Kossuth County Advance from Algona, Iowa on November 10, 1966 · Page 4
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Kossuth County Advance from Algona, Iowa · Page 4

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Algona, Iowa
Issue Date:
Thursday, November 10, 1966
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Page 4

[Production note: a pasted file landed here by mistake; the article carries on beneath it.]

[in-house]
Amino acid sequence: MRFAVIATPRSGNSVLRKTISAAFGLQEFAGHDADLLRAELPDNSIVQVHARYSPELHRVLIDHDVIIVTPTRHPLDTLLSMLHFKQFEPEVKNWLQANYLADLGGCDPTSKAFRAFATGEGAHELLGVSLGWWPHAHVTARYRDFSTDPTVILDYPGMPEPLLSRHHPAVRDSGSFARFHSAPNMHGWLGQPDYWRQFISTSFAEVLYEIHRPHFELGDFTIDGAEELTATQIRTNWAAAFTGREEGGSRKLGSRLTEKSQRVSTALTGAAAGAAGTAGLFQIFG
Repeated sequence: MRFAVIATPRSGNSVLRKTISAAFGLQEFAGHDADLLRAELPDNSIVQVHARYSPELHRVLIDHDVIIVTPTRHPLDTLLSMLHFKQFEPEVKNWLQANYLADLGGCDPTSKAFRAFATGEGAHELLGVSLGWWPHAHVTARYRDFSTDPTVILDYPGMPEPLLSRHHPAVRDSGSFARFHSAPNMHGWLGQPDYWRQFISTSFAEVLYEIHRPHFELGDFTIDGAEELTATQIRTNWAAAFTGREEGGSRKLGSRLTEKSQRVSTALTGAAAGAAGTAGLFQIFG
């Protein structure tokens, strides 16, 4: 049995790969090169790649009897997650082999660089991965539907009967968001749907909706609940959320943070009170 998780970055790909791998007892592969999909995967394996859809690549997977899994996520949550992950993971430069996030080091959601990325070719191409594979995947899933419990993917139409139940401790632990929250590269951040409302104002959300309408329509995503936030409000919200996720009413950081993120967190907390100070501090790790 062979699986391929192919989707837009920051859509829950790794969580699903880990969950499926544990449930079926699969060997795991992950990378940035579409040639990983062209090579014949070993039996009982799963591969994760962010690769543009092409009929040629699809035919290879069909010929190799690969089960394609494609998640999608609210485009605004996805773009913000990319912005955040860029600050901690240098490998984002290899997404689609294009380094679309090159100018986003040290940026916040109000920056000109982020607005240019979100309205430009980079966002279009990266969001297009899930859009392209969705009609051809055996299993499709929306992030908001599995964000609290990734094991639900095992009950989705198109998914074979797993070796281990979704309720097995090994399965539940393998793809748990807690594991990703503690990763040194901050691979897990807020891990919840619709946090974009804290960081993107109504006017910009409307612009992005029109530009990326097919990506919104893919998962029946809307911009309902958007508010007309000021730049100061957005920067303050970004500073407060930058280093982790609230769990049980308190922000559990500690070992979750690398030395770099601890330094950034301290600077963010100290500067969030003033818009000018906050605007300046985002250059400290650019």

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Services held if LuVerne for Arnold Thomas •.Hv " LtiVirnt — Funeral services 'were held Wednesday afternoon for Arnold D. Thomas, 45, af LuVerne. Rev. Roy Biesttieyer of the^LuVerne Methodist church officiated at rites at the Blake funeral home and burial was x in 'the; LuVerne cemetery. .,\,. ;'':Mr.'. Thomas died Monday morning. According to Humboldt CbUtity sheriff's deputies; his bodyi was found lying &lpng a roid near LuVerne by parsing motorists. They notified the she|iW?si office. ; Death was attributed to self- inflicted wounds from a .22 gauge shotgun found near .the tody. Dr. James Coddington, Humboldt county medical examiner, was called to the scene Thomas' car was .nearby. •^.''Arnold was born Sept. 20. 1921 at r Dayton, Iowa and came to • LuVerne when a small child with his parents, Daisy and, Bert Thomas. He lived most of his life in the area. i?He. served m the Navy during World War II and as a section foreman for the railroad for 13 years.'' ' ••'.' > His, parents of LuVerne survive as does one daughter, Jqdy Rae Thomas of Covina, Calif: ahd the following brothers and Slitters: Donald, and Beverly, Mrs. Richard Hewitt, both of Lu- Verfie; Robert of Des Moines; Mrs. Llelvyn Six; Lorene, Mrs. William Schoenrock; Arlene, Mrs. ,George Johnson; Dorothy Stone; Richard, Dorranr^ and Gary, all. of St. Paul, Minn. ; Three brothers and three brothers-in-law served as pallbearers. Many hobbies are displayed here Friday There were 700 at the Hobby , Show Friday afternoon in; the V. • F. WVHall. , -•,:..-.-. >',... ..,; ... " .V.-.MrsY James Fries, Burt, show• ed pastel sketches she enjoys when her husband fishes. Among ; the thousands of pencils in Earl Neat's collection you will find some with the history of the Civil-War printed on them. Mr. •'. Neff, J^uVerne, hasYbeen oo^ 60 *" ing pencils for over 30 years. Mrs. Carl Callies, Titonka, demonstrated liquid embroidery, a new hobby. Mrs. Robert Berner, Lakota, showed colored bottles .which she had created from old bottles and a special paint. Mrs. Leonard Warner, Algona, painted and antiqued a ceramic figurine. Mrs. Clair Bollinger, of Lone Rock, gave many people ideas or. how to create arrangements from wood and weeds. Mrs. Wm. Dau, Algona, showed flower trees, shell and cornhusk trees and goose egg jewel boxes. Mrs, Mary Telkamp, Lakota, by using discarded articles 1 a- 1 the fyome, "creates things 19<< hto the dJ&H' Wit the truck remained oil the road. Tte acci- ent occtired 1% Allies north fid 1 east of Burt. Sheriff Llnd- orftt investigated. Neither of he drivers was injured but the machines had considerable dam* gc. 25th wedding dated Sunday for Titonka pair Titonka—The Arnold Brandts, Titohika, Will, have their silver Wedding Nov. 13. There will be r open house from 2 to 5 p.m. .the Good Hope Lutheran hureh. A prograrii will ba giv-. h at 2:30. Friends"and relative? re invited. Their Ichildren will >e hosts and include the Kermit Brandts, Winnebagb, Minnesota, Married at Fenton church Scntca — A beautiful wedding was solemnized Saturday afternoon, Oct. 29 at the St. John's Lutheran cihurcli at Fenton when Judy Ann Luedtke and Jerome Elton Betterman were united in marriage. Parents of the couple are Mr. and Mrs. Marvin Luedtke of Fenton and Mr. and Mrs. Elton Betterman of Parkers Prairie. Minrii . The double ring ceremony took place before an altar decorated with vases of white chrysanthemums. The Rev. Rex Spacer officiated./ .. ;. ;.• •: ';'.•;• ... '•. • Mrs. James Meyer was the organist and accompanied the soloist, Carol Zumach, as she sang, "The Wedding Prayer" and "The Lord's Prayer". Patricia Luedtke, of Parkers •Praifie^r-MLnii;, Vcousin -of the bride, was maid of honor. Brides: maids were Susan Luedtke, Fenton, sister of the bride, and JO Ann. Breese, Bancroft, a friend of the bride. Paul Diedrich of Parkers Prairie, Minn, .served the {groom as best man arid DuWayne Luedtke, brother of the bride and Dharles Betterman, brother of the groom from Parkers Prairie, Minn., "Were groomsmen. ' Allan Betterman, brother of the groom, ahd Angela Ohris- chilles, cousin of the bride were ring bearer and flower girl. Leslie Luedtke, Fenton, cousin of the bride and Ronnie Betterman, St. Cloud, Minn., cousin, of the groom were ushers. The bride's personal attend- i? ye^f a special effort was '•. to £ include men in the William Wyatt, Algona, displayed his work with rocks and jewelry. Kenneth Harris, Al gona, showed how to create new lamps from old ones. Also a- iriong the men displaying at the show was F, C. Soderberg, Burt who has done collage pictures, The Four Corner Club display ed a wide variety of hobby ideas Glass trees, gold angels, hand molded ceramic figures, topiary trees and cornhusk dolls are only a few items displayed by the AJgonja cliib, rge, of, the shjow were ut^ County rH^me^cOr ',committee : | Mrs. Wilbert Ruhrike, LuVerne, chairman; Mrs. Mrs. Russell Patterson, of Burt; Mrs. Gertrude Gulknecht, Lakota; Mrs. Wm, Amesbury, Titonka; Mrs. Tom Lickteig, Wesley; Mrs. Wes Bartlett, Algona Mrs. Philip Fisher, West Bend Mrs, Hilbert Bierstedt, Whitte* more, and Mrs. Elvin Swanson of Swea City. ant was a close friend, Mrs. Nor man. Gardner of Minneapolis'.' A wedding reception was held in the church parlors for approximately 150 guests immediately following the ceremony. Mrs. 'Parrel! B. Nelson of Env mons, Minn., registered the guests. Punch was served, by Carol Betiterman, sister of >the groom. Presiding at the coffee service were > an aunt of the bride, Mrs. Arvid Christ of Soar- ville, Iowa, and the groom's aunt, Mrs., Ed Lawson of Lakeville, Minn, '.'.••The four tiered wedding cake was baked and decorated by Mrs. Russell Kauffman and. was cut and served by Mrs. Marvin Ackerson, Fenton, aunt of the bride, and Mrs. wWarren..xBurglund, Lakeville, Minn., sister of the groom. . Serving as waitressies were Mary Hantelman, Fenton, Sandi Uhde, Parkers Prairie, Minn. tonnie Peck, and Lois Wieneke •ainnont, -Minn. The gifts were ooened and dis- >l'ayed by Mrs. Shirley Osborn yis&n, of Fairmont, Minm., Joai Wichtendahl, Lone Rock, and Diane Luedtke, Fenton. The newlyweds went on a wedding trip through the Ozarks and Dallas, Texas, and are now at home at Golden Valley, Minn The bride was graduated from Sentral high school and has been mployed by Minnesota Minin_ ;ijd Manufacturing Co. of Fair mont, The groom is employed b; Napoo of Hopkins, Minn. Ice cause of crash Wednesday . Ti-each,eroys..Kossutlj highways rrtade driving perilous Wednesday and Ihe Sheriff's office checked one accident about 9:20 a.m. Mail earner Patrick Mo- Guire, Burt,-had stopped at a rural box but was unable to get up a small hill because of ice. While he was' backing up attempting to get' up the hill a truck driven by Ernest Petschke of Granada, Minn, came over the hill and the machines collided. Ceith, LeMars, and Cevin, at home. Karen' and UNICEP NETS $76:59 The annual UNICEF drive this netted $76.59. Following the hildreh's return tp the school, costumes were judged and priz es awarded. A comedy movie vas shown by Supt'' George Robarts, and poo and sack treats given. The' committee in charge vas Arthur Boyken, chairman, firs. R. L. Krantz,! Mrs. Arthur JOykenV Mrs. Melvih Ricks, Mrs. Jene Krbminga, Mrs. ; Kenneth Crantz, Gary Sleper and Paul ""ergiisbh. "' HAVE GUEST DAY Good Hope Lutheran church women, sponsored a guest day or the women of the area Friday. Speaker wa* Mrs. Gora Prisioilla) Fudu, representative of the Sanital Northern Evangelical Lutheran Church of India. Extra activities at the school ;his week included career day rhursday, which the juniors attended at Lakota. Friday no school was held because of parent-teacher conferences. Also no school could be held the following Monday due to furnace trouble. ; .' ' •-' • Titonka Federated club met on Thursday at Mrs. Lairy Pearson's with Mrs. Paul Ferguson; cb-hips- tess. A film was shown on Throb of the Heart. Mrs. Richard Cairip- riey-~Biirt; spoke on resuscitation, and each member present practiced mouth to mouth resuscitation on a plastic model. Mrs. Loren Englund had the short topic. Mrs. David Hirt and son John, Opinion of Editors, (C. P. WMd* In 3lt VlCNHl MM I) Most of the coffee drinkers we know would no more think of apologizing or explaining their ent* treks t6 the coffee pot than would a breather of Fresh air explain why oxygen is helpful. However, for • the others, we offer a ready-made story we ran across,the other day; true, tod. When coffee was first introduced to England in 1652, it was advertised as "a very wholesome and physical drink, having many excellent Virtues, helping digestion, arid being a coughs, goi>d rentedy against colds, rhumes, . headache, dropsy, gout and scurvy." , One of these reasons ought to be enough to satisfy anybody. (M. B. Crabbt In Eagk Grove EagU) Bobby Kennedy looks and sounds like he has cast his lot with the beatniks of this day and age what'with his shaggy haircut and his "Peace at Any Price" views on Viet Nam. Maybe at our "tender" age we are already getting old fashioned but we still believe in a well groomed appearance, national pride and keeping a promise. Maurtr in Lauren* Sun) . ... .."min1s^rt r ""^en^'wi' Whep, will it patch "on! here^tJ..!^ now okayed in England for office use. . ; The chairman of a week-long Business Efficiency Conference in Lohdon said "they pmnisltirtis) make a girl feel brisker ; arid lighter, and therefore more efficient. I feel it is only a matter of time before the miniskirt is tfaiii through ttaltfdttg? We J etose thftt port .overflight, if the president decided to do sd. Maybe things will happen after the election. ** In felmoitt) ~lndt|»«nd«fi») fislmond's time of greatest crisk resulting from the tornado is past Its time of Teconstruction is btisity at hand. Its time for paWence, forebearance and un* derstanding lies ahead. By now there are probably few people, in the community who are not convinced that we are going to emerge from the dkaster a finer town than we ever were before. This will be due In no small part to our, own efforts; but we that we could bave done it alone. The' fact that we have received so much generous help imposes on 09.an obligation to exercise the same kindliness and thotight- fulness toward one another that has been so heaptngly bestowed upon us during our time of need. There are 'going to be some apparent inequities in administration of disaster relief —, be*cause this is an imperfect world ^ tit" *** ' and elicited respect, kn&lgmeht over a M a .result of its ih f«se of disaster, that will thrive on ing ftftd cofttintle to asset to the <Jotttriiun about the long job of It could lose much'df once for good ift aft At of carping atid recrimin»4ipti We came 'throii ' know fuill well never, NEVER Santa Ana, Calif., has returned tome after visiting in and around Titonka several days. The Lewis Heifners have moved to Kent, Ohio, \vhere he will work as a commercial artist. He is a former resident of Titonka. Henry Van Hovels recovering after his accident. He is a patient in St. Joseph Mercy hospital, at Mason City. Mrs. Martha Geigler was surprised on her 82nd birthday by a group of neighbor women on Thursday. The following Sunday all her relatives were at her home. Gracie Heifner, Des Moines, was a weekend visitor at the parental L. C. Heifner's. Family Night supper was held at Titonka Methodist church on Sunday. Mr, Grindberg showed pictures and spoke; on the work of Good Will Industries at Sioux City. W. J. Anderson yisited Saturday with his mother, Mrs, Tanna Anderson, } SQUASH — Mrs; Arthur FUs Jr. of Creston raised a banana squash which wa$ twice the weight of her 2>/6 year old grandr daughter. The squash weighet 55 pounds. and because human doing the job, and beings are they have with flag* flying, (even if fiagpoles bcht!) i And we've tackl ed with a vim the physical task be (he touth ufldet^ndtti* WiTWitt- itttti Will h«lt> to get f ftilUf I - John & Marti, Long Grove's letting citizen, w« iwkored at a birthday jwfrty Oct. I9th, on hi« 92tid birthday, The ton of Long. Grove Civic Left* c Rented his wittta goldeh ey to tho town and HO frieftds gu ge and neighbors turned out. 4-.MHHIIIIIII" iininnn in your i/ gift shopping at he, standard office attire for he younger secretary." She said, in essence, that miniskirts are great in the of- ice—provided the male employees are too old or too near- ighted to care. Doas that day ever come? Paul Smith in Rock Rapid* Reporter) The president has been doing ids very best, we are confident, to find some solution to the mess are in Southeast Asia.. We are sure that he would have liked to have an answer fast- 1 - be 'ore the coming election-—but that looks beyond his reach. It is a funny thing—all of our experts oh the far east—including General Douglas McArthur, warned us against ever getting involved in a ground war in Asia—but in spite of their warnings we got involved and we're getting in deeper, every day, it seems- . ' Especially noteworthy to us is the foot that the American people are way out ahead of John- their limitations. But there won't be NEARLY so many mistakes 6f judgment as you are going to ''hear about". Beware of rumors in this regard, and have the good judgment to^diSDelieve them unless you have first-hand, unmistakable proof of their .truth. Every effort will be made to be as com pletely fair in administering: Assistance as is humanly .possible and to recttfy errors when they are discovered and CAN be corrected. ;^' : "-'; i ,.•:''.' '"•.^'-y. : But tolerance and understanding will be caMed for in occasional cases. Be willing to make allowances; and don't discount the tremendous good achieved because of the isolated instance that you "simply can't unidter- stand, at all" If a mistake was actually made; accept that it was inadvertant — or unavoidaible. And always remember tbat^you may not have all the particulars: Secondly, as Belmorid goes about the gigantic task of rebuilding, some sacrifices will be asked for the general betterment of the community. We have a unique opportunity to make for ourselves a town of which Belmond people will be proud for — WATCHES A WATCH REPAIR — To achieve the maximum from this opportunity, cooperation, is going to be required from many quarters. It will hot always be received. Exercise patience toward those whose circumstances — or even whose \ess : — prompts other than YOU would do to further the "grand plan". Be ready with your praise for those who go along with the planning at obvious personal sacrifice and cost, to make our town a better son on this matter. A recent poll taken, by Farm Journal found that most of the farm people of the country think we should throw in enough men and munitions to get the war over with, fast, They do not seem to think that the president is being fair with the men in the armed forces or the people as a whole, in not getting the war wound up, They rather seem to agree with the position of Former President Eisenhower—that the first order of business, when you are in a war, is to win that war. From this position it does look as though we are pulling our punches in areas which could be vwy vital Why do we let North Viet Nam's allies as well the neutral even some of nations—and our so-called friends, ship all kinds of equipment and material into North Above all, your wedding reflects you, down to the smallest detail. When choosing the bridal stationery for your wedding needs, let eur services guide you. Advance Publishing Co. f AfT Qf COUSTHQYf f« A Big Thank You... TctKossuth county voters for supporting the Republican ticket in Tuesday's election, And to all of the many many loyal Republicans who worked so hard and faithfully during the re* cent campaign. Kossuth County Republican Central Committee C. R, Schoby, chairman; EJtJora Affena and ^wth Ley, co-chairmen Judy Thoresen, secretary* Kirk Hayes, finance chairman shortsighted- them to do Elgin Ctlia. 81 Jtwcl Petit* in 10K rolled gold plat*. $4«.H Elgin Mill*. 21 i*w*lt,10K rolled gold, plate. |M.t> l»\ ELGIN One of these excellent watches of Elgip '5 just right for that interesting woman in your life 11111111111111111111in1111n1111ii111111n111111 .FARM SALE At the farm located 5 miles East, % milesNorth of LuVerne; or 5% miles North 1 % North of Ren wick; or 5, miles South, 1 West, '/4 South of Corwith TUESDAY, NOV. 15 -12:30 LUNCH WILL BE SERVED BY METHODIST CHURCH CIRCLE 1 West, 1952 OLIVER 77 GAS lV4f V.A.C. CASE TRACTOR ; With 2 row cultivator 1958 OLIVER SUPER 77 DIESEL Overhauled in May — new injectors « ROW QUICK TACH OLIVER CULTIVATOR .'New style, with rubber gauge wheel CASE AC COMBINE OLIVEJI CORN PICKER No. 2 with rear elevator , JOHN OEERE 490 PLANTER with big fertilizer attachment apd side openers NEW IDEA LOADER and 3 sets of wheel weights and snow bucket 12 FT. JOHN DEERE SPWNGTOOTH JOHN DEERE; is FT. DISC JOHN DEERE 14 FT, TANDEM DISC JOHN DEERE 4 BAR SWE RAKE 4-SECTION FLEXIBLE HARROW JOHN DEERE ROTARY HOE, heavy duty INT. 7 ft. TRACTOR MOWE# 3-14". 16" OLIVER PLOW, trip bottoms HUMBOLDT STALK CUTTER M&M THACTOR SPREAPER EASY POST HOLE D«JQ~ INTERNATIONAL 45T1 2-14" JOHN PEERE PLO ALER W 50' JOHN DEIRE ELEVATOR TOX ft O" WICK CATTJ.! OILER WTERNATJONAL ENDOATi SEEDER • *7Q bilff of Alf.ll*. ir^nt „ glover ^5b»le» of Straw 2 ELECTRIC WHEEL BARGE BOXES with extensions 2 TRAILERS — 2 FLAT RACKS & gears TRAILER AND STRAIGHT BOX HAMMERMILL 4 WHEEL. WAGON GEAR SPEEDY SPRAYER and tank SPEED JACK HORN MANURE LOADER with Scoop and Snow Scoop HAND CORN SHELLER 8 Ff, WT, BINDER FANWNQ MH4, 8 Pride o| Farm HOG FEEDERS HOGWATERERS *»»P GAS BARRELS and stands 8 ft WATER TANK BENCH GRINDER AIR COMPRESSOR 2 FEED BUNKS HAYBUNK 7 BRIDGE PLANKS 2 ELECTRIC FENCERS LOTSQFIRQN Frigidairt Electric Sovej ? fciig' Wool Rugf; 2 Davenport* wd Cfcajf; Degk; 4 Own; jRadio; 1W> wo) r»g; EM%W?« M$*l*mw Coffee f^ej Suites; Bed; Dresser mi <?he§fc Cedar Chfiit: % size "^ « - - -?""» *